The media’s re-writing of the conviction story is not just a matter of bias. As we have seen this year, the media must have a narrative and are uncomfortable with this idea that the major political parties might not have one anymore. So we have seen them complain in Howard’s and Rudd’s first year when they don’t see one and ask no questions when one is presented, as it was during the War on Terror, no matter how insubstantial it may be in fact.

The rats have paid the price for going along with this pretence. It is striking over a decade the deterioration in Australian political reporting that can be seen in the decline of great papers like The Age, that would never have countenanced someone like Jason Koutsoukis in election year, or in the ABC having a journalist like Chris Uhlmann as its chief political correspondent and in the contrast of quality between The Howard Years and Labor in Power.

The media’s desperate need for a narrative not only made them create a conviction politician where none existed but blind to when that pretence fell away in Howard’s last year and why it was that Rudd came to power a year ago today.

For the media, Rudd could only have come to power being a younger version of Howard, when in fact he was quite different. Rudd faces the same problem that Howard did in is first term, the lack of a program and a weak social base. But Rudd represents a very different response. Whereas Howard ran around pretending the old framework was still in place creating phoney left-right issues and cultural wars out of thin air, Rudd’s response has been more pragmatic. Every policy position is up for review (literally) and Rudd is happy to acknowledge that the old politics on both left and right are bankrupt as he did with his 2020 Summit. Rather than being about symbols, he has tended to more depoliticise them. Instead his agenda comes from only one place now, overseas.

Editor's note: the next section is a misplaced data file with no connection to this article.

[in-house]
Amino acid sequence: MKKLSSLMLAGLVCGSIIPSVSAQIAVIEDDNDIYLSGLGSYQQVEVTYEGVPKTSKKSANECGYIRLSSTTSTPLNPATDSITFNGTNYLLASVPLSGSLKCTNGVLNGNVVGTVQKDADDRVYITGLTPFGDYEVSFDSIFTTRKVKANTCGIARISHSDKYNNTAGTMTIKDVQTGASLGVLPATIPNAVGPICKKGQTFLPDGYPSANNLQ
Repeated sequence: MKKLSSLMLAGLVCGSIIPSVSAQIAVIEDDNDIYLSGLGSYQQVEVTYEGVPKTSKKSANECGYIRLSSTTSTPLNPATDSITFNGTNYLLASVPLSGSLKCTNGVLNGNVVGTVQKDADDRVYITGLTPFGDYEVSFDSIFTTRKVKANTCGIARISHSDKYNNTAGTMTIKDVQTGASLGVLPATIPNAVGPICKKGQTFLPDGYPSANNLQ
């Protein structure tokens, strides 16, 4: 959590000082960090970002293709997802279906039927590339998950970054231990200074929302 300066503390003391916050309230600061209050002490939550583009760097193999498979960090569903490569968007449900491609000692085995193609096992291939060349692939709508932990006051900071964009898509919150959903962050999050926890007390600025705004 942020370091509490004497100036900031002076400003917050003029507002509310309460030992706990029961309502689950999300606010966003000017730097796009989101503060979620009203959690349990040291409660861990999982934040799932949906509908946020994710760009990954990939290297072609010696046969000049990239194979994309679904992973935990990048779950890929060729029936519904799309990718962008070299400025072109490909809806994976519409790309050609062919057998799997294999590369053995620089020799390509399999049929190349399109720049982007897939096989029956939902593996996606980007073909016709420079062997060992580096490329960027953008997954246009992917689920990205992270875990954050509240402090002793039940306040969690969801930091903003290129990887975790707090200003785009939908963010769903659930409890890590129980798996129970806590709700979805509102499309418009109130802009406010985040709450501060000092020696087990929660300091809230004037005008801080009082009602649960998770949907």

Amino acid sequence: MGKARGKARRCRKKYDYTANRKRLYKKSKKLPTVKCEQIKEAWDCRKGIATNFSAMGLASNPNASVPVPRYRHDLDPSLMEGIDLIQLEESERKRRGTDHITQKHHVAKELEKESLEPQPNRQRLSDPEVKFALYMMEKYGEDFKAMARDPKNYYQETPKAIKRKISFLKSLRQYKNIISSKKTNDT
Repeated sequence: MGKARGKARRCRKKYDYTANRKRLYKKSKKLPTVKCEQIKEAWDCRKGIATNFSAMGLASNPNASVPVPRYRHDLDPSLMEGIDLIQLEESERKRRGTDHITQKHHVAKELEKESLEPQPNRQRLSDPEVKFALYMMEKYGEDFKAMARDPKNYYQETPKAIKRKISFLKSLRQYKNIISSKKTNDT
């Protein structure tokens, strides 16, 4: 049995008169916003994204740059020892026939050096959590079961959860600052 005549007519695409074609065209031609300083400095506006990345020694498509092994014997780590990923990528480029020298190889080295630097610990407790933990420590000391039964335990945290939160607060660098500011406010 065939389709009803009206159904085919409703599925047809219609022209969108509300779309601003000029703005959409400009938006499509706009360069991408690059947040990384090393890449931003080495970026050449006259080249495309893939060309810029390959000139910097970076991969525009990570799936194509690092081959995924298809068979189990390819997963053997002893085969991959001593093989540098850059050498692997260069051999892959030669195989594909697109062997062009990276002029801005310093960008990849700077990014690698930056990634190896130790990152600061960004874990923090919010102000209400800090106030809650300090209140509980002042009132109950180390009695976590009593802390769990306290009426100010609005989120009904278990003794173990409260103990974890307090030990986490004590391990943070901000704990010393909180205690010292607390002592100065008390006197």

Yet the moderately positive reviews of the Rudd government’s first anniversary suggest that the media attitude to Rudd is starting to change. Partly this comes from Rudd’s post-political style now being reaffirmed on the global stage with the US election. But it also comes from a view that with the global financial crisis, Rudd finally has the issue on which he can define his government.

They are wrong. Leaving aside the fact that the last year has already defined his government, if they just cared to look, this is not a War on Terror against some vastly over-hyped threat or some trumped up Howard-esque non-issue. This is a real crisis over which governments around the world have shown no sign yet of getting to grips with. Furthermore, they enter it with their political authority weaker than it has been in all the downturns of the last century.

It is this political crisis, which has been bubbling under the surface in Australia for the last fifteen years, that the media continues to refuse to see. Rudd may have pragmatically responded to the problem of political authority but he has not resolved it. This is why the response to the GFC has veered between warning of ‘a rolling national security crisis’ and ‘don’t you worry about that’. It is a government that is faced with a crisis that demands a profound financial restructuring but can’t even bring itself to say the D-word on the Budget, let alone the possibility of the R-word, which if something is not done, could even turn into that other D-word.

Posted by The Piping Shrike on Monday, 24 November 2008.

Filed under Media analysis